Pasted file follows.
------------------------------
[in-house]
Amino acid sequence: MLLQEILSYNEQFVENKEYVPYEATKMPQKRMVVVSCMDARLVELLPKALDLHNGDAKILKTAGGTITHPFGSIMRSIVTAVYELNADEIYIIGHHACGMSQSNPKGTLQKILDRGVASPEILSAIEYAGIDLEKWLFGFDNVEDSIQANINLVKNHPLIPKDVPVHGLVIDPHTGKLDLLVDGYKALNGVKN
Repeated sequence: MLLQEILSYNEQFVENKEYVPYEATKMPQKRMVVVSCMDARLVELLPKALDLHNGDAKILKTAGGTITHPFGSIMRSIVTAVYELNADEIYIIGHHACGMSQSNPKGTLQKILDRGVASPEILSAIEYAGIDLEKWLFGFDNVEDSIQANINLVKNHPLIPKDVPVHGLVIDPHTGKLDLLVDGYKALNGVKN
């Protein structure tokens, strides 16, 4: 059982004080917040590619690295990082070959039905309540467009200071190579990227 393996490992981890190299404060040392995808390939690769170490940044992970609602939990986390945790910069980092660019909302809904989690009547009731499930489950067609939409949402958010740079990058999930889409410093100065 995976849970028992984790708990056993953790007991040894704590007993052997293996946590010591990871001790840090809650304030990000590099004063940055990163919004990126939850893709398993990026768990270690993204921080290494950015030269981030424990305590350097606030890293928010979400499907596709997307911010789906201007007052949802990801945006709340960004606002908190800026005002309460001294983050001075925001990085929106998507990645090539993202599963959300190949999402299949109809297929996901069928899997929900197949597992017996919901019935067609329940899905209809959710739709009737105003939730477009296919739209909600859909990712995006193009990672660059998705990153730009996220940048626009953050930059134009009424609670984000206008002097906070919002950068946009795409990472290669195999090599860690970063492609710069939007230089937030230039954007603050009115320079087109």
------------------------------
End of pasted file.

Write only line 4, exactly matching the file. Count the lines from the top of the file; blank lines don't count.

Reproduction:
């Protein structure tokens, strides 16, 4: 059982004080917040590619690295990082070959039905309540467009200071190579990227 393996490992981890190299404060040392995808390939690769170490940044992970609602939990986390945790910069980092660019909302809904989690009547009731499930489950067609939409949402958010740079990058999930889409410093100065 995976849970028992984790708990056993953790007991040894704590007993052997293996946590010591990871001790840090809650304030990000590099004063940055990163919004990126939850893709398993990026768990270690993204921080290494950015030269981030424990305590350097606030890293928010979400499907596709997307911010789906201007007052949802990801945006709340960004606002908190800026005002309460001294983050001075925001990085929106998507990645090539993202599963959300190949999402299949109809297929996901069928899997929900197949597992017996919901019935067609329940899905209809959710739709009737105003939730477009296919739209909600859909990712995006193009990672660059998705990153730009996220940048626009953050930059134009009424609670984000206008002097906070919002950068946009795409990472290669195999090599860690970063492609710069939007230089937030230039954007603050009115320079087109």